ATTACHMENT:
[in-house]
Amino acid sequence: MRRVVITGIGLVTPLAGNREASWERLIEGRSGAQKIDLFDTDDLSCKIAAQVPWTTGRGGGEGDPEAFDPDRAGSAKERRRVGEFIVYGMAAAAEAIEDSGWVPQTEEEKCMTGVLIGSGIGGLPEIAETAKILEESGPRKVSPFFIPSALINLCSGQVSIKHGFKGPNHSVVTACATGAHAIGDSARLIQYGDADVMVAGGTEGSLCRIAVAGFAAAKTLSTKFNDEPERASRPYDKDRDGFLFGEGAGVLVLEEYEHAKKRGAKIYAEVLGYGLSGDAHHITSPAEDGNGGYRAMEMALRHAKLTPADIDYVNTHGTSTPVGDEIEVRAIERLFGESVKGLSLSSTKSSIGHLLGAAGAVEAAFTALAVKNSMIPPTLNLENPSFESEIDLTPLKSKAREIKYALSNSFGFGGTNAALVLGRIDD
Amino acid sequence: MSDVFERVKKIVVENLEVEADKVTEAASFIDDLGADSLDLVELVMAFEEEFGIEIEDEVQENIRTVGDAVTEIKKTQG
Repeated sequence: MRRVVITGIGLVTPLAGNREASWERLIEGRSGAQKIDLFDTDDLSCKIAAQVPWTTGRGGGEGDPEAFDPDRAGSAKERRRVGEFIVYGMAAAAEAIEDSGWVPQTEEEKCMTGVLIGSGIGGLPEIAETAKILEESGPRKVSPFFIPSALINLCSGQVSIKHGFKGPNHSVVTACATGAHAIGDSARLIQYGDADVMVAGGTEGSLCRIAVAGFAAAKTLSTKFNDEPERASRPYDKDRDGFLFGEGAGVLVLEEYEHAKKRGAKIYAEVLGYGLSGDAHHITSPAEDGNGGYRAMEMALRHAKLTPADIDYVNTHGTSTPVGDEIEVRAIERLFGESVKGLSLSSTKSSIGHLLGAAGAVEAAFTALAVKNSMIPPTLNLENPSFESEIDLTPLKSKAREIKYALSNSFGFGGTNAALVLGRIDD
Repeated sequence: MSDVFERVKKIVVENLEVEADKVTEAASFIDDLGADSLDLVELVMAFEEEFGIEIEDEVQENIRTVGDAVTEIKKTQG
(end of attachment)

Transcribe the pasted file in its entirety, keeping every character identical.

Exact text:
[in-house]
Amino acid sequence: MRRVVITGIGLVTPLAGNREASWERLIEGRSGAQKIDLFDTDDLSCKIAAQVPWTTGRGGGEGDPEAFDPDRAGSAKERRRVGEFIVYGMAAAAEAIEDSGWVPQTEEEKCMTGVLIGSGIGGLPEIAETAKILEESGPRKVSPFFIPSALINLCSGQVSIKHGFKGPNHSVVTACATGAHAIGDSARLIQYGDADVMVAGGTEGSLCRIAVAGFAAAKTLSTKFNDEPERASRPYDKDRDGFLFGEGAGVLVLEEYEHAKKRGAKIYAEVLGYGLSGDAHHITSPAEDGNGGYRAMEMALRHAKLTPADIDYVNTHGTSTPVGDEIEVRAIERLFGESVKGLSLSSTKSSIGHLLGAAGAVEAAFTALAVKNSMIPPTLNLENPSFESEIDLTPLKSKAREIKYALSNSFGFGGTNAALVLGRIDD
Amino acid sequence: MSDVFERVKKIVVENLEVEADKVTEAASFIDDLGADSLDLVELVMAFEEEFGIEIEDEVQENIRTVGDAVTEIKKTQG
Repeated sequence: MRRVVITGIGLVTPLAGNREASWERLIEGRSGAQKIDLFDTDDLSCKIAAQVPWTTGRGGGEGDPEAFDPDRAGSAKERRRVGEFIVYGMAAAAEAIEDSGWVPQTEEEKCMTGVLIGSGIGGLPEIAETAKILEESGPRKVSPFFIPSALINLCSGQVSIKHGFKGPNHSVVTACATGAHAIGDSARLIQYGDADVMVAGGTEGSLCRIAVAGFAAAKTLSTKFNDEPERASRPYDKDRDGFLFGEGAGVLVLEEYEHAKKRGAKIYAEVLGYGLSGDAHHITSPAEDGNGGYRAMEMALRHAKLTPADIDYVNTHGTSTPVGDEIEVRAIERLFGESVKGLSLSSTKSSIGHLLGAAGAVEAAFTALAVKNSMIPPTLNLENPSFESEIDLTPLKSKAREIKYALSNSFGFGGTNAALVLGRIDD
Repeated sequence: MSDVFERVKKIVVENLEVEADKVTEAASFIDDLGADSLDLVELVMAFEEEFGIEIEDEVQENIRTVGDAVTEIKKTQG